News reports about glacial lakes developing serious cracks and heightened possibility of glacial lake outburst flooding (GLOF) in the aftermath of the April 25 earthquake made big headlines. Consequently, the government deployed monitoring teams to the mountains.
However, a recent survey of the affected Himalayan region has dismissed any possibility of GLOF. The survey conducted by a team of experts deployed by the Department of Hydrology and Meteorology (DHM), boldly proclaims that the glacial lakes are out of danger.
The report was made public during a press meet held at the Ministry of Environment, Science and Technology (MoSTE) on June 21. Making a presentation on the report, Director General of DHM, Rishi Ram Sharma said the recent quakes have caused no serious damage to the glacial lakes.
“After being alarmed of the situation, we paid field visits to the respective districts and found no serious damage. For now, there is no danger of GLOF. Some of the issues were raised unnecessarily and sensitized,” said Sharma.
Concerns over the condition of two critically vulnerable glacial lakes — Tsho Rolpa in Dolkha and Imja in Solukhambu — had grown after rumors that the rivers in the area had swollen due to GLOF. The situation had turned more serious after news reports about discovery of deep and wide cracks near Tsho-Rolpa lake made headlines.
Monitoring of the two vulnerable glacial lakes were done on June 13, 15 and 16 simultaneously by a three-member team led by Sharma. Sharma however, said the series of strong jolts have caused a few minor cracks in the lakes.
“Imja lake is fine. We found no trace of damage in the region. However, some minor cracks were found near Tsho Rolpa glacial lake but they are not serious,” said Sharma.
The cracks were found on a pile of debris near one of the DHM stations near the edge of the lake. Sharma explained that the cracks are on a shallow portion near the lake and they pose no threat.
“Next to Tsho Rolpa lies a small hill and a small landslide has left its trace on it. As per our assessment, they do not pose any immediate threat of GLOF,” said Sharma.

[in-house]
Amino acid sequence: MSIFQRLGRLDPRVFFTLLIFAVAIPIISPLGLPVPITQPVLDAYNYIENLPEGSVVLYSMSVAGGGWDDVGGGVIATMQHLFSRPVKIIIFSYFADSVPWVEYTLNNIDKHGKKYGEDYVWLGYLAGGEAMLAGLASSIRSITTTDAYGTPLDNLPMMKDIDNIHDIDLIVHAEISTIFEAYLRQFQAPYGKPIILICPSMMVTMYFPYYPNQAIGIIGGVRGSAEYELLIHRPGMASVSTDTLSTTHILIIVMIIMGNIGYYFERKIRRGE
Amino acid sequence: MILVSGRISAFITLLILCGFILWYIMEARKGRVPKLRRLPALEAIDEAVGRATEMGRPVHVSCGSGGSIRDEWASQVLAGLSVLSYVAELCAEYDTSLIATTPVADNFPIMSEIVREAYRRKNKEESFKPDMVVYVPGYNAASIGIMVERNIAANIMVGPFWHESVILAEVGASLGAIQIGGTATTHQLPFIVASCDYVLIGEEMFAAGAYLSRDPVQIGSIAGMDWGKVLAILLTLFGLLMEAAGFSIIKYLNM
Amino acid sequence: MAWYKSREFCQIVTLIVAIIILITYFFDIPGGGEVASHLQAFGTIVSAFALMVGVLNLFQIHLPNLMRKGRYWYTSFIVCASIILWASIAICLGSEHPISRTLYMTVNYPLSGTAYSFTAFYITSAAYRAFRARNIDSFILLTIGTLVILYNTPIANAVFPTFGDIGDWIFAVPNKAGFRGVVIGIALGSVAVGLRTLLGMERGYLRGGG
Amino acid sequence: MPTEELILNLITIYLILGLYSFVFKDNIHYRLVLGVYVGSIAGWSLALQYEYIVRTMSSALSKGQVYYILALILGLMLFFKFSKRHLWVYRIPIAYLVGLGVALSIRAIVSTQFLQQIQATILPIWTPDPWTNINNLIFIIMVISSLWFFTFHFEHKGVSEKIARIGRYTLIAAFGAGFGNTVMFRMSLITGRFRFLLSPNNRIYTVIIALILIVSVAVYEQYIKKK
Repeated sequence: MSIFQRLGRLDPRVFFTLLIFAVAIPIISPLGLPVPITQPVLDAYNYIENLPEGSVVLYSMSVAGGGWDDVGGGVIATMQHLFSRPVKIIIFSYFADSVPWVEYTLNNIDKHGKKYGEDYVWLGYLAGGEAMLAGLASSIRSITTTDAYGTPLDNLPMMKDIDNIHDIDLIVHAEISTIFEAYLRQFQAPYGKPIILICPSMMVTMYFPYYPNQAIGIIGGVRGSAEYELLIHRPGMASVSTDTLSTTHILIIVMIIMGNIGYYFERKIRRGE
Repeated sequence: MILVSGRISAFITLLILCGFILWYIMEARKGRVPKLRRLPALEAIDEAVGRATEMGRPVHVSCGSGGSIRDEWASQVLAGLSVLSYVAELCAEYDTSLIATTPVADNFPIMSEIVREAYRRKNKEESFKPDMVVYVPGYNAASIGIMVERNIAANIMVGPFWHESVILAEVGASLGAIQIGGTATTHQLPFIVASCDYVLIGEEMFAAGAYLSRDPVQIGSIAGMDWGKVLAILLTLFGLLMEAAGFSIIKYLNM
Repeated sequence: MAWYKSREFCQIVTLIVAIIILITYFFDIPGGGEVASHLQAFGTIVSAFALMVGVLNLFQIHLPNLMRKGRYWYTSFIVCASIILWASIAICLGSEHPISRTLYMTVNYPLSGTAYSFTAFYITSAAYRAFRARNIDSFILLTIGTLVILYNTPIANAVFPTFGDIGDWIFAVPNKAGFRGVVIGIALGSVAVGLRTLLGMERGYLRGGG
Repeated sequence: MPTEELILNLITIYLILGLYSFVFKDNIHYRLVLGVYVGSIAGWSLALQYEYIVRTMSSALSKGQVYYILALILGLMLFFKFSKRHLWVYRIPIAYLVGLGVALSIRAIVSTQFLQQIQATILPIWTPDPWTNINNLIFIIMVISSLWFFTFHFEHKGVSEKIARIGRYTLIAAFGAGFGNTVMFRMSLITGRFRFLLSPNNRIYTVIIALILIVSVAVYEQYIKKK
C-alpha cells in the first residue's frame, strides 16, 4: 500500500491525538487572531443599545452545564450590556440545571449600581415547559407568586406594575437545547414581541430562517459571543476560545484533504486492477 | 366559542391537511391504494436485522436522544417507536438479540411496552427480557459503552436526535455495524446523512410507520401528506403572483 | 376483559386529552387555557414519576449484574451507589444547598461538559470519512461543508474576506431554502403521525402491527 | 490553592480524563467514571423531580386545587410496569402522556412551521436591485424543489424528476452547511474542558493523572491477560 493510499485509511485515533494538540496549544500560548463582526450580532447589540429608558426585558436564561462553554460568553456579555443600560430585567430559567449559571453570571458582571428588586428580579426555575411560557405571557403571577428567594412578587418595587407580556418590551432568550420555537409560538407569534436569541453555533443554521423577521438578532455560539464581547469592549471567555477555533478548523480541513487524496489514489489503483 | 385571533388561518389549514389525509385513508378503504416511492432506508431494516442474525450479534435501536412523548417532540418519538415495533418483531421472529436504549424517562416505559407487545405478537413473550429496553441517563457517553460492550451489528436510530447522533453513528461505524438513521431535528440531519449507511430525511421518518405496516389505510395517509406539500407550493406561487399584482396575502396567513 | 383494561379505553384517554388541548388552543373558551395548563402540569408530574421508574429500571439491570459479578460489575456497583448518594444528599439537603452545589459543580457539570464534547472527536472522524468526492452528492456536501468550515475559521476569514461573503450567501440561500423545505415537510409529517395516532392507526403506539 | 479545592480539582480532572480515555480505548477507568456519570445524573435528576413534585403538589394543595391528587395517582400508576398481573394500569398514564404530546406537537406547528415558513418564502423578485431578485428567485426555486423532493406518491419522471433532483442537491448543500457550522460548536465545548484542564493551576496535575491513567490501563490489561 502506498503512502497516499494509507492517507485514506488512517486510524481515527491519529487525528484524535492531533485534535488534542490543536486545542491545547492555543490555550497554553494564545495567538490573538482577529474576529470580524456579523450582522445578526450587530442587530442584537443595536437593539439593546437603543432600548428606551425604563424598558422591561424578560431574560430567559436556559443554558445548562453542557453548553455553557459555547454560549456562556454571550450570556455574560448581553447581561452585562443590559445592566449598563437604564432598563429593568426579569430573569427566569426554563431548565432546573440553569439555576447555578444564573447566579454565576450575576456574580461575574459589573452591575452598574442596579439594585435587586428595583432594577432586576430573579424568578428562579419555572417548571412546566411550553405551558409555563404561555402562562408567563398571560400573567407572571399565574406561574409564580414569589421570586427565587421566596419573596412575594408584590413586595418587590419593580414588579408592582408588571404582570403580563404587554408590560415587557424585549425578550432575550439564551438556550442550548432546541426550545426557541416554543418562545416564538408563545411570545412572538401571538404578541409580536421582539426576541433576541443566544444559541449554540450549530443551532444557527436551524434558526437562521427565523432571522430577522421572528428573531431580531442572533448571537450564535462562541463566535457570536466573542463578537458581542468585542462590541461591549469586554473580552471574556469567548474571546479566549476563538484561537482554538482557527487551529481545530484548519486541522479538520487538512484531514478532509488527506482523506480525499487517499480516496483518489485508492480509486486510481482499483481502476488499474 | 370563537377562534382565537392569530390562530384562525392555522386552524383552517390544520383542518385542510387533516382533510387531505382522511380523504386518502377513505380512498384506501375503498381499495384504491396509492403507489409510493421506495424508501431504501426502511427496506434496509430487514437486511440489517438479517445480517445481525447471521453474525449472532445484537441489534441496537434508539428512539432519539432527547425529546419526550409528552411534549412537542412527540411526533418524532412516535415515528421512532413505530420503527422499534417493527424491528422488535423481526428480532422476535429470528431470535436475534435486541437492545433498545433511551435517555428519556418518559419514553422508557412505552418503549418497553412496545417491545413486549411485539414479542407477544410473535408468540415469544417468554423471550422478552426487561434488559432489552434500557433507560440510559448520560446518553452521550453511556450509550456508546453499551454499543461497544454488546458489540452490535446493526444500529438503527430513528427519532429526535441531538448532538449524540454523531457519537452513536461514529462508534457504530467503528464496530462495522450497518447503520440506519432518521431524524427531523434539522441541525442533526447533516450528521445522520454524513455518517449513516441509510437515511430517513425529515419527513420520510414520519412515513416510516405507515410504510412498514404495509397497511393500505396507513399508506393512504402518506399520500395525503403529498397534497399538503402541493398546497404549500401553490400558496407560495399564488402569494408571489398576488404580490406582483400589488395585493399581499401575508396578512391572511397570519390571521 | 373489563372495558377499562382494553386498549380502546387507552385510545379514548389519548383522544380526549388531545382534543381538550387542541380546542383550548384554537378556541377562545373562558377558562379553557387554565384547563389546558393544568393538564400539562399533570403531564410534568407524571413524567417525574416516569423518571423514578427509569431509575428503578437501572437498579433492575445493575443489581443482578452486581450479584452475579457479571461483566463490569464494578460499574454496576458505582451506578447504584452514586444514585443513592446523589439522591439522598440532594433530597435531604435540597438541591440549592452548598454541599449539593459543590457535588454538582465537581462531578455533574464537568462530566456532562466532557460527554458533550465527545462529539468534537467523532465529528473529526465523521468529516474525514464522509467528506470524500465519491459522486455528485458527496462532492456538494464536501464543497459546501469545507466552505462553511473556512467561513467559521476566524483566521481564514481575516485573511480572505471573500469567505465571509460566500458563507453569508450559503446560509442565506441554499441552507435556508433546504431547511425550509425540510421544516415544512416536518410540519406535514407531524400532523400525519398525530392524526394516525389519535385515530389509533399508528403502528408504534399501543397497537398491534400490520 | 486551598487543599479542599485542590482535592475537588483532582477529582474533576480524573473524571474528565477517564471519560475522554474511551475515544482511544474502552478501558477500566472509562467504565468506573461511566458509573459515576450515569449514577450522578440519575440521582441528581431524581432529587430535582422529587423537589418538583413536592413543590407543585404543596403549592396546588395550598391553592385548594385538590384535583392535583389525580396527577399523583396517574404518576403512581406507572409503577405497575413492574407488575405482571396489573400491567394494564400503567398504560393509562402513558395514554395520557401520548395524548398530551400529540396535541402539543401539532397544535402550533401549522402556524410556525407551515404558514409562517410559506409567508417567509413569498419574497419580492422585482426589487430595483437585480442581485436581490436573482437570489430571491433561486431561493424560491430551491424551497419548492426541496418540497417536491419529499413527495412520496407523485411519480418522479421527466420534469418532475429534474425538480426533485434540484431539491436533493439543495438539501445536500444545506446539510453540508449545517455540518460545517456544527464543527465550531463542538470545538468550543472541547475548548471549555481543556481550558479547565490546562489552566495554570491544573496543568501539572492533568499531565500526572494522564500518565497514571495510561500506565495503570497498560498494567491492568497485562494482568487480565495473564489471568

On June 10, fear of a GLOF had scared the locals when the water level in the Dudhkoshi River rose 48 meters within an hour. GLOF was the first guess as it had not rained on that day. However, after an investigation, it was found that the water was from one of the many glacial lakes above Hongu VDC.
“It was not GLOF but overflow of water from glacial ponds formed at Hongu VDC,” said Chief of Flood Forecasting Division at DHM, Rajendra Sharma.
This is not the first time that overflowing of glacial ponds have been mistaken for GLOF. In one recent incident, on March 25 when supra glacial lake overflowed near Everest Base Camp, it had caused panic in the area.
According to Rijan Bhakta Kayasta, senior geologist and assistant professor at Kathmandu University, there are many glacial ponds in the mountains and near the glacial lakes and there is an instant need to study them.
“Glacial ponds are formed from the debris and melting of glaciers but our research studied only the major glaciers and glacial lakes. In order to understand such recent puzzling phenomena, there is an instant need to turn our focus on these small glacial ponds as well,” said Kayasta.
As per the report of the International Center for Integrated Mountain Development (ICIMOD), there are 2,323 glacial lakes across the Himalayan region in Nepal. Out of them, 21 have been categorized as critically vulnerable.